What the heck is an Event Loop? Event Loop in Javascript Explained

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What the heck is an Event Loop? Event Loop in Javascript Explained

Learn about the inner working of the browser engine in 5 minutes

If you are working with any fairly advanced applications In Javascript, you would have to work with both synchronous and asynchronous code. Understanding how the Javascript engine executes these different parts of the code is essential to building better applications.

First, What is an asynchronous code anyway?

Asynchronous Code in JS

Javascript is a single-threaded language. Which means any code written will execute on the main thread. What if we have a setTimeout() call that executes a function after 1000ms? It wouldn't be a good UX if we blocked any user actions until the function executes. So, the tasks from the setTimeout() and other code which may take some time to execute (Network Requests, etc.,) are executed "in parallel".

While...Event Loop?

How the Event Loop works in the Chrome browser | by Roman Melnik |  JavaScript in Plain English

The Event Loop is how the Browser Engine decides which action will be executed next. The Event Loop initially executes all the synchronous tasks on the stack until the stack is empty.

Now, we have two different types of asynchronous code, one invoked with callbacks and another involving promises.

So the functions that use callbacks will be put into the tasks queue. On every single cycle of the Event loop, one task from the tasks queue is taken and executed. This is true even if multiple elements are present.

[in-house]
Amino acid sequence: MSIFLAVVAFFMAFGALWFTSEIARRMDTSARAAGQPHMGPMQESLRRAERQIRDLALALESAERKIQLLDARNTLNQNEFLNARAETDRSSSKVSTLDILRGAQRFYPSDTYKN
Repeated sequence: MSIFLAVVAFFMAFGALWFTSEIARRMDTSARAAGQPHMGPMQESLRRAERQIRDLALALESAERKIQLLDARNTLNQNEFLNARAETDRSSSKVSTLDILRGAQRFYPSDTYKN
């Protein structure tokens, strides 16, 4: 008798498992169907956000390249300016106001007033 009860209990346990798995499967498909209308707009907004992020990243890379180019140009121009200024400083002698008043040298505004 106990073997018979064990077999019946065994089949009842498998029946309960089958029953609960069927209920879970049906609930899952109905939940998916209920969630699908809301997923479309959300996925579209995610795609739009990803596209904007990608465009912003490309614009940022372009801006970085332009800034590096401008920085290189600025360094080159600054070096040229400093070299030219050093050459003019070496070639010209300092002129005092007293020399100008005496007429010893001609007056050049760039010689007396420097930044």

When promises are used, the functions are inserted into a separate queue called the Microtasks queue.

On every iteration of the Event Loop, after synchronous code is executed, the Microtasks queue is executed until the queue is empty.

Browser Animations

The final part of the Event Loop that we need to discuss involves the Rendering process of the Browser.

The Browser provides us with the requestAnimationFrame() function, that allows us to update animations before the next repaint. You can read more about it here.

The callbacks related to requestAnimationFrame() are the third type of queues in the Event Loop. For every iteration, the synchronous code is first executed, followed by tasks from the Microtask queue. After completion, it goes around the completes the animation callbacks, and then iterates over the event loop again. If there are no synchronous code, then the task queue functions are executed.

The primary thing to note about the Animation Callback queue is, all items in the queue are executed, except ones that were added in the current execution context. These items will be executed on the next run of the Event Loop.

Want to Know More?

This article is just my 5-minute summary of the detailed Explanation from Jake Archibald on the topic. If you would like to know more, watch this video.